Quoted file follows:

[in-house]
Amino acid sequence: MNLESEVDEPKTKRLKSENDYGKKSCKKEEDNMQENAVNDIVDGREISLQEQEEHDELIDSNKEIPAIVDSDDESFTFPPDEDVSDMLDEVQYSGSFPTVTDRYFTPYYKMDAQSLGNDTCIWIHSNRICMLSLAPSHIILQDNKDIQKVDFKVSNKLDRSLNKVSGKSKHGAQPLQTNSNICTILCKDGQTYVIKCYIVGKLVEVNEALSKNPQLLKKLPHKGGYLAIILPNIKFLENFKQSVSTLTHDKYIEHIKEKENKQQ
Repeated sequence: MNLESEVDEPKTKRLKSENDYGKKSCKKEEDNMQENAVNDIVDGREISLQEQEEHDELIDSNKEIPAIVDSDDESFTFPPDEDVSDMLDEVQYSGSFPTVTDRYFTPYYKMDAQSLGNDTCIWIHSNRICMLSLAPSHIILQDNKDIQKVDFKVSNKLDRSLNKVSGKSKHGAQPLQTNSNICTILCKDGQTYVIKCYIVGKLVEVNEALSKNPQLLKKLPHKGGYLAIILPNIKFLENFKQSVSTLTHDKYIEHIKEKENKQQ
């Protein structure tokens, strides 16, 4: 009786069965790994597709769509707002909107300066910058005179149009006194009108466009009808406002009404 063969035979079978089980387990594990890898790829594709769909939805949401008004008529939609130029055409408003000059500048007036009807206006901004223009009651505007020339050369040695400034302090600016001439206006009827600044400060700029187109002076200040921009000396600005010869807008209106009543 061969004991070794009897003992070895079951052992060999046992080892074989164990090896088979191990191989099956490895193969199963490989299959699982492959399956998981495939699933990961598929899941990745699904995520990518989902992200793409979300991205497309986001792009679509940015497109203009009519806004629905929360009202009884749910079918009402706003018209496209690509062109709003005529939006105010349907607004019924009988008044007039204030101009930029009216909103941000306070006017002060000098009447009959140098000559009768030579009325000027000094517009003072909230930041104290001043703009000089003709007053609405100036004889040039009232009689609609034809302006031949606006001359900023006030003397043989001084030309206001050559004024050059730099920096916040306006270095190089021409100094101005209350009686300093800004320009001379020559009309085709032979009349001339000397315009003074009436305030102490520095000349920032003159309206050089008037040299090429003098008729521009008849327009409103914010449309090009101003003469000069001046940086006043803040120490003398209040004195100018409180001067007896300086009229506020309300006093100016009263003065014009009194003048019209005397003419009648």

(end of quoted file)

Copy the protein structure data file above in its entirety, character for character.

[in-house]
Amino acid sequence: MNLESEVDEPKTKRLKSENDYGKKSCKKEEDNMQENAVNDIVDGREISLQEQEEHDELIDSNKEIPAIVDSDDESFTFPPDEDVSDMLDEVQYSGSFPTVTDRYFTPYYKMDAQSLGNDTCIWIHSNRICMLSLAPSHIILQDNKDIQKVDFKVSNKLDRSLNKVSGKSKHGAQPLQTNSNICTILCKDGQTYVIKCYIVGKLVEVNEALSKNPQLLKKLPHKGGYLAIILPNIKFLENFKQSVSTLTHDKYIEHIKEKENKQQ
Repeated sequence: MNLESEVDEPKTKRLKSENDYGKKSCKKEEDNMQENAVNDIVDGREISLQEQEEHDELIDSNKEIPAIVDSDDESFTFPPDEDVSDMLDEVQYSGSFPTVTDRYFTPYYKMDAQSLGNDTCIWIHSNRICMLSLAPSHIILQDNKDIQKVDFKVSNKLDRSLNKVSGKSKHGAQPLQTNSNICTILCKDGQTYVIKCYIVGKLVEVNEALSKNPQLLKKLPHKGGYLAIILPNIKFLENFKQSVSTLTHDKYIEHIKEKENKQQ
């Protein structure tokens, strides 16, 4: 009786069965790994597709769509707002909107300066910058005179149009006194009108466009009808406002009404 063969035979079978089980387990594990890898790829594709769909939805949401008004008529939609130029055409408003000059500048007036009807206006901004223009009651505007020339050369040695400034302090600016001439206006009827600044400060700029187109002076200040921009000396600005010869807008209106009543 061969004991070794009897003992070895079951052992060999046992080892074989164990090896088979191990191989099956490895193969199963490989299959699982492959399956998981495939699933990961598929899941990745699904995520990518989902992200793409979300991205497309986001792009679509940015497109203009009519806004629905929360009202009884749910079918009402706003018209496209690509062109709003005529939006105010349907607004019924009988008044007039204030101009930029009216909103941000306070006017002060000098009447009959140098000559009768030579009325000027000094517009003072909230930041104290001043703009000089003709007053609405100036004889040039009232009689609609034809302006031949606006001359900023006030003397043989001084030309206001050559004024050059730099920096916040306006270095190089021409100094101005209350009686300093800004320009001379020559009309085709032979009349001339000397315009003074009436305030102490520095000349920032003159309206050089008037040299090429003098008729521009008849327009409103914010449309090009101003003469000069001046940086006043803040120490003398209040004195100018409180001067007896300086009229506020309300006093100016009263003065014009009194003048019209005397003419009648």